And yes, eating the fruit did kill her, it took a few decades but death eventually did take her and Adam. Had they not eaten, they would still be alive because they were never meant to die originally. They had eternal life abiding in them. That’s what the “fell” from, the Grace of eternal life. So eating from the tree did kill her.

God never lied to her, the serpent did.

But you won’t accept this, I can tell by the tone of your post. There is no post that can be posted in answer to your original post that will convince you to a different way of thinking because you are not seeking truth, you are seeking validation for your folly.

Where exactly does genesis say that?

There’s also the plot hole where Eve is punished for doing something wrong (eating the fruit) before she could have know it was wrong, since she had not eaten the fruit yet that would give her the knowledge of good and evil.

Adam and Eve weren’t punished for eating of the fruit that gave them knowledge of good and evil.

Interesting. Was mankind’s biggest sin actually eating the fruit of the tree of knowledge? ne could argue that the greatest sin was man’s desire to be God-the thing that drove Faust to sell out to the devil.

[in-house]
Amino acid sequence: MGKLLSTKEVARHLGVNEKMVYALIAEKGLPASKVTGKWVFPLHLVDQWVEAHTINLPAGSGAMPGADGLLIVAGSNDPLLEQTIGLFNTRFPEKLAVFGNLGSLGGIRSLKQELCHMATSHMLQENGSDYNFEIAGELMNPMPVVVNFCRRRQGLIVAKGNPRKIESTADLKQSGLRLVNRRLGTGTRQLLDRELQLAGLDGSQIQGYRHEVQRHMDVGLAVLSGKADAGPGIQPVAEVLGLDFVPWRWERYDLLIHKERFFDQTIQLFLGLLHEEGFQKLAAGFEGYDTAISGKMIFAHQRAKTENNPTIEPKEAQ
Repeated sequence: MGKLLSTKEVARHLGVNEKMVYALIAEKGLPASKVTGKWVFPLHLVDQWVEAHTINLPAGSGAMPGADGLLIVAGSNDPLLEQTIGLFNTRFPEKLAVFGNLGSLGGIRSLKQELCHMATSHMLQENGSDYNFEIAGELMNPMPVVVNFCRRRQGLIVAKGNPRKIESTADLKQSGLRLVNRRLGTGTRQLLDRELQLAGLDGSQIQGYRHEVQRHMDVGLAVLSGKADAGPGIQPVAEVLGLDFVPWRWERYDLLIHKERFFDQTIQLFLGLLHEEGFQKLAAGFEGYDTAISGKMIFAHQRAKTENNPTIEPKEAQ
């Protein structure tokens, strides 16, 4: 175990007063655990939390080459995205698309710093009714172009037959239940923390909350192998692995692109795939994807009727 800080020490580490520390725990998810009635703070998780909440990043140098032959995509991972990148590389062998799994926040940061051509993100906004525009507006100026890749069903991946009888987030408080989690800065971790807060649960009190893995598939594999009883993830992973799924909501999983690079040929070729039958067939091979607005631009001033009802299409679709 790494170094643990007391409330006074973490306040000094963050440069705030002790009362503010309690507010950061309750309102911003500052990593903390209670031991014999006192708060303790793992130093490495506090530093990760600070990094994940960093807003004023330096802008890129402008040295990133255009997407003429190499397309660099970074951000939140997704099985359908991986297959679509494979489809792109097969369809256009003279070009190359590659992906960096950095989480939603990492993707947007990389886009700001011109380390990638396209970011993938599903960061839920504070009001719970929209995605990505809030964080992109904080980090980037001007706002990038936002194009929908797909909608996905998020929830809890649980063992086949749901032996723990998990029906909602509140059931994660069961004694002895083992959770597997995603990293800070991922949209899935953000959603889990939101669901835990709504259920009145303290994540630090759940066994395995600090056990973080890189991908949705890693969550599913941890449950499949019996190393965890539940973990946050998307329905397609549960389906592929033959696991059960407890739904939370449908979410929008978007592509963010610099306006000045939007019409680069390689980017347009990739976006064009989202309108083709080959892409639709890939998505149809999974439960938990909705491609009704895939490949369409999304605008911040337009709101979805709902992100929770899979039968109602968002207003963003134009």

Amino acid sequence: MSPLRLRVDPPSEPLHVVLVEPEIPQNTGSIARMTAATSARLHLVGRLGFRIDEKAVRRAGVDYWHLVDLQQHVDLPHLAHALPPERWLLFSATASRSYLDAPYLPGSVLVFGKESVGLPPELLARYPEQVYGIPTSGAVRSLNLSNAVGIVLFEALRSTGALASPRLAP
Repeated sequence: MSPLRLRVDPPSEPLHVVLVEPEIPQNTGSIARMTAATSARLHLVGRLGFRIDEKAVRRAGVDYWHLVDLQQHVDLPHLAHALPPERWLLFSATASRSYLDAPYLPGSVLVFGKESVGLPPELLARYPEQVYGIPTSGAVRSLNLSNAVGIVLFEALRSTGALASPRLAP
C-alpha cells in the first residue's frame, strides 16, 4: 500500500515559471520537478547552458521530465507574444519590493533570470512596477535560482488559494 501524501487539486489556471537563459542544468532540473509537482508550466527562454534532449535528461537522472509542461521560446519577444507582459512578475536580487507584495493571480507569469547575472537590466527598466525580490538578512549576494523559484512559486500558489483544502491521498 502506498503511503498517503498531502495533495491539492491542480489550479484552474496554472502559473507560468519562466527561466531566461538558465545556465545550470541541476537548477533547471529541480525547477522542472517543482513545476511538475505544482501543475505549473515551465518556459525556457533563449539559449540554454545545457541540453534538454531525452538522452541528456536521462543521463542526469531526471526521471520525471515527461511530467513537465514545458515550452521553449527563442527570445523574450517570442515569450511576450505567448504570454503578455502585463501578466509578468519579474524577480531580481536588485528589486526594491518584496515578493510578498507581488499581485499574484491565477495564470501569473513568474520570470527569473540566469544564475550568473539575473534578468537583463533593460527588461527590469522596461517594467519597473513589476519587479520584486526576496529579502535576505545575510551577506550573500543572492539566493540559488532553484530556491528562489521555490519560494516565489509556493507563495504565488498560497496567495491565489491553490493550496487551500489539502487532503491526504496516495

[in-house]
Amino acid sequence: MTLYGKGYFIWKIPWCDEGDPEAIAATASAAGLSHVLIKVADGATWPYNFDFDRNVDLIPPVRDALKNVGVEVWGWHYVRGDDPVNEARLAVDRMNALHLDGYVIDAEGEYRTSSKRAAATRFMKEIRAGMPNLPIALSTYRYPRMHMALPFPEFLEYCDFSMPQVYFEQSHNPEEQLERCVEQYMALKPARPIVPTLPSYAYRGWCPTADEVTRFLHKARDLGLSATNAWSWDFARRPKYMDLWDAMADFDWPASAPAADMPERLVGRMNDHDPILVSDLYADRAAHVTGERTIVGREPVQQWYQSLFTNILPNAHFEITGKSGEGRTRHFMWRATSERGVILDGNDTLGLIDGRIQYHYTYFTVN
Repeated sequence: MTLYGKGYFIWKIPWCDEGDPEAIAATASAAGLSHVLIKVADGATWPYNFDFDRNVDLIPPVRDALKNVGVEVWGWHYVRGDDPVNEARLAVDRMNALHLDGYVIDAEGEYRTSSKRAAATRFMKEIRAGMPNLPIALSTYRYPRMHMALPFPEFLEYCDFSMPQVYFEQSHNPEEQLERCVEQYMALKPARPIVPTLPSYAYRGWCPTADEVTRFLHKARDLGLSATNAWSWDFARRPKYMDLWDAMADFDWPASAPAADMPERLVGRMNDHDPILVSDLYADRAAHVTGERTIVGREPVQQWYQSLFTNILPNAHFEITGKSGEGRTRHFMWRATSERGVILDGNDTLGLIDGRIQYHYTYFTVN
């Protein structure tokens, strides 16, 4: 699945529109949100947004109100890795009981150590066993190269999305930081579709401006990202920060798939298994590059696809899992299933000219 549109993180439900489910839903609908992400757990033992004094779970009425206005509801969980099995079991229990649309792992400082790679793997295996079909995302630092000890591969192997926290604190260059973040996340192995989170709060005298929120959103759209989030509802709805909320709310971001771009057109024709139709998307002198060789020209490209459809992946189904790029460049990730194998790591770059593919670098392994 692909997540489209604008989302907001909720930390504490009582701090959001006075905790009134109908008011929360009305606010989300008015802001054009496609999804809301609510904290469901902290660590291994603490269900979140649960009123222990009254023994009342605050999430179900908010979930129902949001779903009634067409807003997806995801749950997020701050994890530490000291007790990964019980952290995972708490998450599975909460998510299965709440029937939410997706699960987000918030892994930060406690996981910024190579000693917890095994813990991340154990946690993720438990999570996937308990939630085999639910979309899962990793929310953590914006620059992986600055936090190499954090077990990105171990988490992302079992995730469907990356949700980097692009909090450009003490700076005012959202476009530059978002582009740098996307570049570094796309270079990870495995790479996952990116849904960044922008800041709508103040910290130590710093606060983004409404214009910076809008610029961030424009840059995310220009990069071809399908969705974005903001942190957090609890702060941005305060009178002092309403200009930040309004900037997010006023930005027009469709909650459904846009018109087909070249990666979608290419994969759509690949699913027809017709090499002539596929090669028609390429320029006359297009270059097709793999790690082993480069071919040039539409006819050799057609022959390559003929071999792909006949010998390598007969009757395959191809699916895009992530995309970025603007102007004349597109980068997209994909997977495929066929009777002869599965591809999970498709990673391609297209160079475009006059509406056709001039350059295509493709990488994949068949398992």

She disobeyed God’s command. There is no plot hole.

But she didn’t know it was wrong to disobey God.
Plot hole still there.

A baby does’t know, on its own, not to crawl onto railroad tracks. But if the train hits it, it still dies.

No plot hole.

Are you saying humans have to be taught what is right and wrong?

The plot hole just got bigger.

Somehow, I think imbuing God with the same lack of free will as a train opens more theological problems than it solves.

Incidentally, Eve and evil have unrelated etymologies. Yfel, the word evil came from existed in the germanic languages long before the story of the Garden of Eden ever made it to Europe. The similiarity is interesting but coincidental.